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Horizontal Reservation for Transgender: A Mirage of Equality

Updated: Nov 10, 2023

Authored by Sparsh Srivastava, a 3rd-year student pursuing B.B.A.LL.B at National Law University, Odisha


Introduction

LGBTQ+ rights have not been off the headlines for the last past few years. The debate is quite diverse and with various demands. One such limelight demand is a reservation for transgenders. The demand for horizontal reservation of trans people is not a recent phenomenon. A lot of ongoing debates concerning reservation for transgenders can be traced back to a landmark judgement made nine years ago, in 2014, i.e., National Legal Services Authority (NALSA) vs. Union of India (“NALSA judgement”). The NALSA judgment ensured trans persons a bundle of Constitutional and Fundamental rights under Article 14, 16 and 21, besides declaring them eligible for reservations. However, it didn’t clarify the nature of reservations, thus leading to the question of whether it should be horizontal or vertical reservations.


Recently, an application was filed seeking clarification that the kind of reservation meant for transgender persons, as per the NALSA judgement, is a horizontal reservation. A 3-judge bench led by CJI strenuously dismissed the petition; however, gave liberty to the applicant to avail other remedies in law for the reliefs sought, apparently by filing a separate substantive petition. The correctness of the decision is, however, out of the scope of discussion here.


The author attempts to justify the need for mandating the provisions for a community that has been historically marginalized in society and recognizing the different aspects making up their social identity. The paper also highlights the negligence and pitfalls that have jeopardized the rights of those communities.


Case -in-brief

In 2014, the NALSA judgment categorically upheld the right of all persons to self-identify their gender. In furtherance, the transgender community could legally identify as “third gender”. Pertinently, the court, inter alia, directed the Centre and the State Governments “to extend all kinds of reservation in cases of admission in educational institutions and for public appointments” owing to the fact that they are a “socially and educationally backward class.” The NALSA judgment safeguards the rights enshrined under Part III of the Constitution, provided to the community. It also directs the government to form social welfare schemes for them and create public awareness.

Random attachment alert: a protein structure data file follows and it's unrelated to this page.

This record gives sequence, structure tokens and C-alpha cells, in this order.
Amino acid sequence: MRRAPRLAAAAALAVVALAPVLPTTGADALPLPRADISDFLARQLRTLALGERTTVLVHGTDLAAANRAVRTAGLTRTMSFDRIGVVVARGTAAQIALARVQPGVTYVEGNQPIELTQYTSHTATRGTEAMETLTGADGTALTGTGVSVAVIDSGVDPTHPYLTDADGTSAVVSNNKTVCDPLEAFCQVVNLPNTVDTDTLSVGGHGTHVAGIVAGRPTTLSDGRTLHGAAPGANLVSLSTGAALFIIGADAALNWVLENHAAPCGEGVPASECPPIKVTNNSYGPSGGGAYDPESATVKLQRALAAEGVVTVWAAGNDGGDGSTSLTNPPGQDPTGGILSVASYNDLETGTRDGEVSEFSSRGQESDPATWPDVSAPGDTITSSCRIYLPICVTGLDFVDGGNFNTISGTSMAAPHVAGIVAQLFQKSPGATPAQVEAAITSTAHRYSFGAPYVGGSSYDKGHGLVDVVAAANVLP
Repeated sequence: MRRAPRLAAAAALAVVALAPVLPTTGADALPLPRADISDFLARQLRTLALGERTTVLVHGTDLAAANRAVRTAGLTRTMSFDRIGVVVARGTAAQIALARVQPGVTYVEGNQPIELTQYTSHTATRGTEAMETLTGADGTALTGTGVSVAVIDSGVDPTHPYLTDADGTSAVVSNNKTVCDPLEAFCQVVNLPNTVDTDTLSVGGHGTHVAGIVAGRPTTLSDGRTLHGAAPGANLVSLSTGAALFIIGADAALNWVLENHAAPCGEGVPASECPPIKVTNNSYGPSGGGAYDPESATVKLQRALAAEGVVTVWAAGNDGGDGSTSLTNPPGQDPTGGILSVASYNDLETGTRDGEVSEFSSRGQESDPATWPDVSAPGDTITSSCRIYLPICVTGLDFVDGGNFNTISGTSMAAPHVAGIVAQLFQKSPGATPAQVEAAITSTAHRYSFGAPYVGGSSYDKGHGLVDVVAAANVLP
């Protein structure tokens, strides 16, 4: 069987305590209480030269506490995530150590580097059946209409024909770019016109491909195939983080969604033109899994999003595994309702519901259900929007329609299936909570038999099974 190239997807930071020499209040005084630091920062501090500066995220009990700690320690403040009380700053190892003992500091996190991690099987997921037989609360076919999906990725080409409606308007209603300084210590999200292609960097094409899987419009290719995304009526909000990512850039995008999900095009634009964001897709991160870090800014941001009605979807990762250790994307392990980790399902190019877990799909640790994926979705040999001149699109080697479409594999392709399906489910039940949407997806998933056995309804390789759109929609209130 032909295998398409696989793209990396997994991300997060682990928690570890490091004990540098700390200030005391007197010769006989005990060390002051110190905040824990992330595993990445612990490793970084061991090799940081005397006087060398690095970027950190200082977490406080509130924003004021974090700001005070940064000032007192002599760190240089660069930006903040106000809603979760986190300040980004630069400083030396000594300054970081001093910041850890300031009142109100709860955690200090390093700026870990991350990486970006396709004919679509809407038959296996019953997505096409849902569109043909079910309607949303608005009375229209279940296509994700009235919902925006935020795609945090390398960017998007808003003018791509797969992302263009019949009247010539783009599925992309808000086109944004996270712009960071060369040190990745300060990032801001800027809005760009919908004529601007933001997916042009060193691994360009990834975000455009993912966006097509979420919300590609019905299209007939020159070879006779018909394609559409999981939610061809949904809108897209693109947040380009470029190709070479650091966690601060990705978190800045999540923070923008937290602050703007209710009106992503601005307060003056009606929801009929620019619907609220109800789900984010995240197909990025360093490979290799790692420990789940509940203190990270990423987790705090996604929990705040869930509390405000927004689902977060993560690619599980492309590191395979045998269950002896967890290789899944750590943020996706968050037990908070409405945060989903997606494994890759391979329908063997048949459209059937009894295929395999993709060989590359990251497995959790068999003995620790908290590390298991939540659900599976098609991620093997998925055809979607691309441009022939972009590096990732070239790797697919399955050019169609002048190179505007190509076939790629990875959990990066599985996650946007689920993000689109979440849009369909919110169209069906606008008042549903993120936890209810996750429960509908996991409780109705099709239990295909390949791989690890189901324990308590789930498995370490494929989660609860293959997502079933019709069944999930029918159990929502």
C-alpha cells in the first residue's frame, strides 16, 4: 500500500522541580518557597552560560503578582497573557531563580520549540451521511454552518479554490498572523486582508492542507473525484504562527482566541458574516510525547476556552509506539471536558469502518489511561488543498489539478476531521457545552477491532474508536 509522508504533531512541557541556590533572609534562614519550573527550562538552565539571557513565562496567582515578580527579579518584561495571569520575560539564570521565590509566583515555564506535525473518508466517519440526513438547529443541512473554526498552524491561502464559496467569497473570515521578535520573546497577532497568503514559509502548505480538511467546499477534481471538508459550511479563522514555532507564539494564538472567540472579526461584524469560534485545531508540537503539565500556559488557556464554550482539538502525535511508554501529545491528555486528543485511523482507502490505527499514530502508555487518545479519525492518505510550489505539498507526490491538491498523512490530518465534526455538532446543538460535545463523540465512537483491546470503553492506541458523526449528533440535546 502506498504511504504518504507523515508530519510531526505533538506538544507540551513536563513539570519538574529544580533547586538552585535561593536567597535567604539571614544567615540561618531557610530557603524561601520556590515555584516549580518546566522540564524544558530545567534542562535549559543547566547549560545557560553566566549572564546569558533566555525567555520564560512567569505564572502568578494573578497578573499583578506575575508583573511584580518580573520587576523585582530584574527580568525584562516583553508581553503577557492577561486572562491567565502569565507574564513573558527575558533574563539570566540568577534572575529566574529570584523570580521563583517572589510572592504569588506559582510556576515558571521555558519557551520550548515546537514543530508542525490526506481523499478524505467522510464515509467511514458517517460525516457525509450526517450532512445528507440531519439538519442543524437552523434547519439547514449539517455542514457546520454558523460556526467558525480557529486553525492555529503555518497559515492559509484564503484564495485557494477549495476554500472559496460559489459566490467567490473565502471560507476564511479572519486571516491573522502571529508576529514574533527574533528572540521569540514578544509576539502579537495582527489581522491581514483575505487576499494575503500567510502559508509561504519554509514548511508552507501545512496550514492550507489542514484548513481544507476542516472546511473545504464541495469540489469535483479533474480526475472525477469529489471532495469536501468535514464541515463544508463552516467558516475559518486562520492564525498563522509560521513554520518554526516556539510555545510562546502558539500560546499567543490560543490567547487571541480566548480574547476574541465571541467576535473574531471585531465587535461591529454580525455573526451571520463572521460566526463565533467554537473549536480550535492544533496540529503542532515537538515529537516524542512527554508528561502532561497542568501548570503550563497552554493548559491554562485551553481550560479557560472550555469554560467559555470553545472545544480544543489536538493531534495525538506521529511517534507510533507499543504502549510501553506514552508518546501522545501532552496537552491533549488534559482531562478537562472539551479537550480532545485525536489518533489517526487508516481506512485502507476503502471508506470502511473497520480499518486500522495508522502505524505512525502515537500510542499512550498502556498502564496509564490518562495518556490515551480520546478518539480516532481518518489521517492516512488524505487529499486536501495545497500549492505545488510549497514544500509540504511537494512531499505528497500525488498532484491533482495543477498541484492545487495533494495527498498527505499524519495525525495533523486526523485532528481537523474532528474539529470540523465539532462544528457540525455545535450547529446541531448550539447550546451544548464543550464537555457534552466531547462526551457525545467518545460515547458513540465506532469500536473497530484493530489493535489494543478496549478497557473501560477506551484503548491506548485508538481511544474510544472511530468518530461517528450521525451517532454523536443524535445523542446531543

The Court provided reservation but did not specify how it should be imp indicating towards the duty of the Legislature to form the law for the implementation of the judgement leading, in some states, no implementation at all. Implementation of other directions or schemes for them is out of the question.


Significance of the Decision

A study conducted by the National Human Rights Commission revealed that in 2017, only 6 percent of transgender people were formally employed. Informal work that a significant portion of the community currently engages in, like begging and sex work, has been criminalized in India under various Acts and laws. But trans persons are often employed in such work for reasons related to both ritual and survival. This shows how important it is to implement the orders pronounced in the NALSA judgment.


Why the demand for horizontal reservation?

In India, Vertical reservation is particularly for the reservation for the underprivileged people belonging to Scheduled Castes, Scheduled Tribes, and Other Backward Classes. Whereas, Horizontal reservation is nothing but a part and parcel of vertical reservation that is meant to ensure equal opportunities for the disadvantaged among the underprivileged - such as women, veterans, and people with disabilities.


For clarification, for instance, the rolled-out policies that guarantee horizontal reservation for women mean that a woman who belongs to the SC category should be able to avail reservation based on both caste and gender. The horizontal model ensures this. This is what transgender persons are fighting for, as well.


A plain reading of the NALSA judgement identifying the community as “a socially and educationally backward class”, prima facie, gives the impression of vertical reservation, preferably considering transgender persons as OBCs. The author presumes that transgender would fall under the OBC category to critically appreciate the pros and cons of vertical and horizontal reservations. The purpose of upliftment of the community is arguably better served through horizontal reservations. Vertical reservations would create another option for Transgender persons in the already present reservation criterion. It, in spite of serving the greater good, would have more repercussions.